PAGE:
[Currently listening to: Starbound OST]
There’s plenty to love about the stereotypical villain. Baddies like Final Fantasy VI‘s Kefka or Super Mario‘s Bowser are so memorable because of their over-the-top power-mongering. They’ve got no reason to cause our heroes trouble other than for the “evulz”. Motive isn’t really in focus here; we just want them to cause a little mayhem – the hammier the better.
Think about Disney’s typical villain recipe:
- Must want power/control/revenge.
- Does not necessarily require backstory.
- An eccentric personality certainly helps.
With this perfect fusion of attitude and wickedness we’re guaranteed to love the antagonist, but not so much that we want them to win. I love Maleficent and Hades, but I’m too attached to those movies’ protagonists to root for the opposing team with their barely-developed motivations.
The system works in fiction, especially when the point – or moral – of the story doesn’t require more than a two-dimensional villain. But, of course, in the real world cruelty isn’t born in a bubble. Circumstances and choices (of both the individual and outside influences) can shape the sinful nature of man into someone more complex than a power-monger. Maybe your story’s villain needs that sort of development.
He may not be our grittiest example of a complex baddie, but in this post we’re going to look at:
(Pokey? Porky? Dangit, localization, why must you make things so confusing?)
Here’s a bully with two games in a trilogy focused on his motives. Even though in Earthbound our “big bad” is Giygas, it quickly becomes clear that Po(r)k(e)y is the antagonist to watch (partly because Giygas is just nebulously “out there” controlling the evil in people). And in Mother 3, even though the main party doesn’t even meet him until the last hour of the game, his actions behind the scenes make it clear what sort of person he is.
There’s just too much to cover about Porky (whatever, I’ll just go with that form of his name) in one post, so you know what that means…
…IT’S A PORKY-PALOOZA ALL MONTH LONG!
So! To begin, let’s talk about the way he’s introduced in Earthbound. I’m referring of course to the importance of –
Who is Porky? Why is he important to the story? How is he introduced? What vibes does he give off?
A villain should make a memorable entrance; it doesn’t need to expose his villainy right away, but it should at least set up the character traits that will foretell a fall from grace. (Even a surprise villain’s motivations need to make sense.) Porky, at the start, is pushy and a bully, but by and large is no real threat. He’s the typical obnoxious kid next door. We’re guaranteed to remember him, though, partly because of his attitude.
The other part? Well, that would be –
Your villain needs to matter to the protagonist. Otherwise, what’s the use in them conflicting? Some stories make it immediately apparent that their baddie intends grief for the hero. In Porky’s case, it’s further into the game that we realize he means business (oh, come on, it’s funny), but the way he treats Ness at the start assures us that their relationship not only has history, but it’s also one blue-colored cult away from turning sour.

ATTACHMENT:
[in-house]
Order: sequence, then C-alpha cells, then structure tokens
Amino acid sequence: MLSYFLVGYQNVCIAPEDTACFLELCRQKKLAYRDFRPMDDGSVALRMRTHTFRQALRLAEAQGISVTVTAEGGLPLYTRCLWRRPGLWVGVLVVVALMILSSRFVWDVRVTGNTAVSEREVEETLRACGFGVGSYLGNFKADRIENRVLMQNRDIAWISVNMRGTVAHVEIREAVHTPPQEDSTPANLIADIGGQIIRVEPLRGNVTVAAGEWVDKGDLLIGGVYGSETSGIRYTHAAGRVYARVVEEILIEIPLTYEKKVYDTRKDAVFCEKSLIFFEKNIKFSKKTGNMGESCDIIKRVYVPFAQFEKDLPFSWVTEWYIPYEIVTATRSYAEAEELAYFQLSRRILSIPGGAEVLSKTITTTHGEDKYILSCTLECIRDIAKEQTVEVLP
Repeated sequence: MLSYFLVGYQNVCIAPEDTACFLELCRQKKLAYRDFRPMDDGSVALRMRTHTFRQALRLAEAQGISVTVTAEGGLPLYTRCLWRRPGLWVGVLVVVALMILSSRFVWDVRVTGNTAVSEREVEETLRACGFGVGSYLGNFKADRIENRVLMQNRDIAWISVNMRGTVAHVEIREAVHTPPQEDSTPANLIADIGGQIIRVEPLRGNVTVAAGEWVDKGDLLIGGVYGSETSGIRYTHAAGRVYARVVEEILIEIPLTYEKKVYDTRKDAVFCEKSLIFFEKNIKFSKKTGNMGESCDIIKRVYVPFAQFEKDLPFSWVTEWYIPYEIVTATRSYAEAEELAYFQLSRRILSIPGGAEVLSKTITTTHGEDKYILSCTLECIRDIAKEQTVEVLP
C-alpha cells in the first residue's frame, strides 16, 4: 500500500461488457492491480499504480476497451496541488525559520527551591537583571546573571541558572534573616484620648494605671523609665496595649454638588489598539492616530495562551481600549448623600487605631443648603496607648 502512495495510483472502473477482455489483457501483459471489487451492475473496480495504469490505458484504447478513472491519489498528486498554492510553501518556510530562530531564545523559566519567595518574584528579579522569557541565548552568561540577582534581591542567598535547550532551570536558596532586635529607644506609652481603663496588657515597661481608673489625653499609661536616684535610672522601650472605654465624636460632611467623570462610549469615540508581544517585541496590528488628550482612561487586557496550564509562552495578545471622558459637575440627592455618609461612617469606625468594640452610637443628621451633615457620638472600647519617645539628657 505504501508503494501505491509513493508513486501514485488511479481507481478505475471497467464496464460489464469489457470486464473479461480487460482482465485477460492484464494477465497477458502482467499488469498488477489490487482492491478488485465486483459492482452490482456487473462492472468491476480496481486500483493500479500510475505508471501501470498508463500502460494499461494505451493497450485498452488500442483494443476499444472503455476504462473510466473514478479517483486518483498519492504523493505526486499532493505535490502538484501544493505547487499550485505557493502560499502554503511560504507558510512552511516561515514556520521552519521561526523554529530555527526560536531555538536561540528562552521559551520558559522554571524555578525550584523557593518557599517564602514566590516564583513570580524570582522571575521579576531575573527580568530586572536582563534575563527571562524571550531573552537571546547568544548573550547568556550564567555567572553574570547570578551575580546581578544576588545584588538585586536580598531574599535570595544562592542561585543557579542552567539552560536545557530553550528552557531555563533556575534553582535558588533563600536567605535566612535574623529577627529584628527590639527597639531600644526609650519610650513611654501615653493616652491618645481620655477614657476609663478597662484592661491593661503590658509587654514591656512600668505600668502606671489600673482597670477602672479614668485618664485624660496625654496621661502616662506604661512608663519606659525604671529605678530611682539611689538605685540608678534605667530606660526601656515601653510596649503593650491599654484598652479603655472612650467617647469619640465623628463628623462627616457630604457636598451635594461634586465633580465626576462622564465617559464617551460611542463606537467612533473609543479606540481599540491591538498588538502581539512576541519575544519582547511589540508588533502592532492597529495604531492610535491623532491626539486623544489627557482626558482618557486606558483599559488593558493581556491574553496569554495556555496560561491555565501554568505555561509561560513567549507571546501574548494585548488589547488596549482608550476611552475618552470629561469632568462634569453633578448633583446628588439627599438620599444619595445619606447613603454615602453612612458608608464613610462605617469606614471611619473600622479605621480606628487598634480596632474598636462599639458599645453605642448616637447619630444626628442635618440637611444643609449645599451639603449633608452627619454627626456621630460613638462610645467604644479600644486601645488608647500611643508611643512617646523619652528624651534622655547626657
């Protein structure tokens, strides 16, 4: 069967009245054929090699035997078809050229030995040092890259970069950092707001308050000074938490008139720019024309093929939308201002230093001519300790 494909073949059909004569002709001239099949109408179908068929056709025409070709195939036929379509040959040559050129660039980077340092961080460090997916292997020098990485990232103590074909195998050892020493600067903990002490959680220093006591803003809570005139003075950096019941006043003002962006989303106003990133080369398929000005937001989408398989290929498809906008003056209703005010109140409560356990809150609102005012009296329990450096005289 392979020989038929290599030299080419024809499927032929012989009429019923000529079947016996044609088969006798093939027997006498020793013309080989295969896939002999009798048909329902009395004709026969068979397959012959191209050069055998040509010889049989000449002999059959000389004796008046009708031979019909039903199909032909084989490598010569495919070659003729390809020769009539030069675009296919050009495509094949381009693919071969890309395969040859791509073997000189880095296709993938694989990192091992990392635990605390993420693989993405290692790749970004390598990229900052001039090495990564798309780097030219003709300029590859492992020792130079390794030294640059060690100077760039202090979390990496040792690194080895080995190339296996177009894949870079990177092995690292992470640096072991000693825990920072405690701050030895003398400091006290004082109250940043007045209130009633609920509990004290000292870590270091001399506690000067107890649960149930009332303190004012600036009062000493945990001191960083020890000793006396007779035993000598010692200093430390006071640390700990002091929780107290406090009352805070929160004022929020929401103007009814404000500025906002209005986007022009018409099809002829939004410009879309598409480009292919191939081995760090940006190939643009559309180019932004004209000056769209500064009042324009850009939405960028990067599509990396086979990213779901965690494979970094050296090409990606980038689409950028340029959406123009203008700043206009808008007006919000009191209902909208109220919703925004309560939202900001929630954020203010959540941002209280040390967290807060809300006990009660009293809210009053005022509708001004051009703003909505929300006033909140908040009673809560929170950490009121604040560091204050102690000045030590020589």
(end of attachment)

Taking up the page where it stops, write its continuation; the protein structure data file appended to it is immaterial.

Even the most 2D villains can have a relationship with the protagonist, though. What makes Porky more complex is the secondary relationships that have shaped him – primarily, his relationship with his parents.
This relationship is more inferred than the blatantly antagonistic one Porky shares with Ness. Aside from the abusive discipline we see his father administer at the start of the game, the rest of our information comes from inference in just a few lines of dialogue: like Mr. Minch’s constant focus on money and importance, or the fact that Mrs. Minch has a “gentleman friend” visiting the house at the game’s end while her husband is away.
Circumstances – positive or negative – will rouse a response in the receiver. You can see this in the whole history of mankind. Since good fiction reflects this characteristic of man (again – positive and negative), it follows that in-story circumstances need to rouse a response from our characters as well. So in light of the information we’ve covered so far, let’s take a look at Porky’s –
Porky ‘s upbringing hasn’t left much room for gracious behavior, and it’s honestly something you pity in him instead of hate. He seems to want a good friendship with Ness, but his anger and broken home life cause him to act out in other ways.
What’s he been taught to do when the world doesn’t give him what he wants? Well, it could be argued that his only reference – his father – has taught him that importance is the key to satisfaction. So he seeks it – higher and higher until finally he has it, fully corrupted by Giygas’ hatred.
In the end, he’s a power-mongering villain like so many others, but what makes him different is his backstory of abuse and inability to foster positive relationships. He’s a reflection of many real people with real struggles and real sins. In some ways, we relate to him more than we relate to the game’s heroes.
But that’s only scraping the surface of Porky’s psyche. In our next video game post, we’ll see what makes him tick in Mother 3.
Earthbound is the property of Nintendo and Shigesato Itoi. You can play it via the Wii U virtual console.